Massive distributed denial of service attacks on Spamhaus this week focused widespread attention on the huge security threats posed by millions of poorly configured Internet Domain Name System (DNS) servers.
The attacks on Spamhaus that began March 19 were apparently launched by a group opposed to the Geneva, Switzerland-based volunteer organization's antispam work.
Several security firms described the attacks on the organization as the largest -- by far -- ever publicly known DDoS attacks to date.
In DDoS attacks, hackers typically try to take down a network by directing huge volumes of useless traffic to it. The traffic is usually generated using large botnets of compromised computers.
Large DDoS attacks have typically tended to involve between 4 gigabits per second to 10 Gbps of traffic.
The Spamhaus attacks involved traffic volumes that reached a staggering 300 Gbps -- said to be three times larger than the largest DDoS traffic seen to date and magnitudes greater than the traffic involved in a majority of past denial of service attacks.
The perpetrators behind the attack employed the well known, but infrequently used method DNS reflection to generate the huge stream of DDoS traffic directed against Spamhaus.
DNS servers are used primarily to look up and resolve domain names such as www.computerworld.com and www.idg.com to their corresponding IP addresses. If a DNS server does not have the domain information in its database or cache. it queries other nearby DNS servers for the information.
Ideally, DNS servers should be configured only to handle look up requests coming from within a specific domain or IP address range. So a DNS server belonging to an ISP should handle only requests coming from within the its IP address range.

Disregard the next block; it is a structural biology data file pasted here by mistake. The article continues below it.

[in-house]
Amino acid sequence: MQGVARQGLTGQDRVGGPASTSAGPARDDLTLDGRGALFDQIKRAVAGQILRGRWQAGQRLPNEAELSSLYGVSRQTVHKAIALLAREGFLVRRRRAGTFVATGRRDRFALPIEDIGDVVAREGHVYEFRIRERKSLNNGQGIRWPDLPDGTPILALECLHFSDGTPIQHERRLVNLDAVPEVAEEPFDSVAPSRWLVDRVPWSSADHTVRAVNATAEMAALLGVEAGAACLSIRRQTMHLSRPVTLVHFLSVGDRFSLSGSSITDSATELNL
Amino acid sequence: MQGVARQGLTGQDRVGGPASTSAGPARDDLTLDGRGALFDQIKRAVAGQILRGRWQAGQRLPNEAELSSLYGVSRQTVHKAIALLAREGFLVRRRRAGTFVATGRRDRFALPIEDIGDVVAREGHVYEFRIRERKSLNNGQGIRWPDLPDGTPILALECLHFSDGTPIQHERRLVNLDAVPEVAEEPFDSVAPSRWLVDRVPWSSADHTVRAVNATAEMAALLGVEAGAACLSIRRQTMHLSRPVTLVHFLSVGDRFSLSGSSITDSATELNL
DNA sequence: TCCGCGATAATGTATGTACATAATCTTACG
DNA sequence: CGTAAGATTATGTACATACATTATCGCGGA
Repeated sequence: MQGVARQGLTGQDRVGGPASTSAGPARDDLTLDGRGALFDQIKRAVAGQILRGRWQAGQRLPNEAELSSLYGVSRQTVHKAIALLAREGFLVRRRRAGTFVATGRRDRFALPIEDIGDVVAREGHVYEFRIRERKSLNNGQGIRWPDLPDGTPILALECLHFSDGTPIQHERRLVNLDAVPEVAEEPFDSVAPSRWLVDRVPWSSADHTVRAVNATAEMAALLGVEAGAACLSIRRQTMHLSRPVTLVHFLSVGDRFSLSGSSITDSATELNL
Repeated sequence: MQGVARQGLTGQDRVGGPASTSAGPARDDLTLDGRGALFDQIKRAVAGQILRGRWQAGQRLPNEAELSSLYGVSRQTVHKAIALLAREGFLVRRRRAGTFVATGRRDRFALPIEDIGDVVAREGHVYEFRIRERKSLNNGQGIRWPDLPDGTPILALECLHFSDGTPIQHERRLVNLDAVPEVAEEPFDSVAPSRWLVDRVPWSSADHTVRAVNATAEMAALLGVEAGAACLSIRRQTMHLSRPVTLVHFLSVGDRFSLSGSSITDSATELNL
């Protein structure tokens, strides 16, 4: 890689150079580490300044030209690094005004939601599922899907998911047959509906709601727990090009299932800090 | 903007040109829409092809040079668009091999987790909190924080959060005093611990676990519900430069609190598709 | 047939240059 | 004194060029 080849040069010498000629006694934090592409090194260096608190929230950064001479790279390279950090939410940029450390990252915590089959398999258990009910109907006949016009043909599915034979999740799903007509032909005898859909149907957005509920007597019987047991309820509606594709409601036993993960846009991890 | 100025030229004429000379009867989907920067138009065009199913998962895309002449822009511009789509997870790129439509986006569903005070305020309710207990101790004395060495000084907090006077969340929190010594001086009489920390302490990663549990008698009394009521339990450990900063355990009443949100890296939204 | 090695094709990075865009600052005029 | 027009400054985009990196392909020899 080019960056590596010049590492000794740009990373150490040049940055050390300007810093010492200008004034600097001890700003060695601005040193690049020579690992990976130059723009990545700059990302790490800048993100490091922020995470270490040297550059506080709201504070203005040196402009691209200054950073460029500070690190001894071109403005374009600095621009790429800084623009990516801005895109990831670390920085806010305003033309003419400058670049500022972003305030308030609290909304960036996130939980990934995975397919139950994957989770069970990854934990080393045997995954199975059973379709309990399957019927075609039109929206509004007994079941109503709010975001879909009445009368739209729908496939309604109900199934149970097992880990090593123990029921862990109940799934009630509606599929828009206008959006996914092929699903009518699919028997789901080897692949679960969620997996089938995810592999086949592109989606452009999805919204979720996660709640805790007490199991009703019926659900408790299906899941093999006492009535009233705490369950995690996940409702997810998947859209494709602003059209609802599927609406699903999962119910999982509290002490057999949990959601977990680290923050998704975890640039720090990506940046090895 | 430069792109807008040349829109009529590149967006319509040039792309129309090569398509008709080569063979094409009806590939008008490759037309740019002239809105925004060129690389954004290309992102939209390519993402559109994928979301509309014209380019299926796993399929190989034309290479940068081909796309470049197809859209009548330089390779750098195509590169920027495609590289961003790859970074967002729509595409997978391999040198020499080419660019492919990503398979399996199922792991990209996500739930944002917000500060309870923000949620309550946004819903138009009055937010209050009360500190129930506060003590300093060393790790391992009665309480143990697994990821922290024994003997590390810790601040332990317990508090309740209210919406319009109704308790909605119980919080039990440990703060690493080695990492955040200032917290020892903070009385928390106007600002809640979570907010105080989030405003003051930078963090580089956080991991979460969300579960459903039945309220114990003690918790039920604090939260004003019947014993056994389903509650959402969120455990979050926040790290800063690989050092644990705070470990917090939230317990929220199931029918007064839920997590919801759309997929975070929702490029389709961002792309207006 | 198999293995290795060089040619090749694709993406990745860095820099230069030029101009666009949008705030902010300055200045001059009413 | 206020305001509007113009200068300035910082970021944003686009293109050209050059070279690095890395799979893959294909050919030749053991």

In reality however, millions of DNS servers are configured by default to be open DNS resolvers that accept and respond to queries from outside their own domain, making them vulnerable to exploitation by attackers because virtually anyone on the Internet can use an open DNS server to handle genuine or malicious queries.
For instance, to generate DDoS traffic, the attackers behind the Spamhaus attack sent queries with a spoofed source address to tens of thousands of open DNS resolvers, said Matthew Prince, CEO of CloudFlare, which has been helping Spamhaus deal with the recent attacks.
The lookup requests were made to appear as if they came from Spamhaus. So the responses to the requests from the tens of thousands of open DNS resolvers were sent to Spamhaus, generating a huge volume of traffic.
To magnify the volume of traffic, the attackers crafted the look up queries in such a manner as to get each open DNS servers to respond with much larger volumes of data than normal, Prince said.
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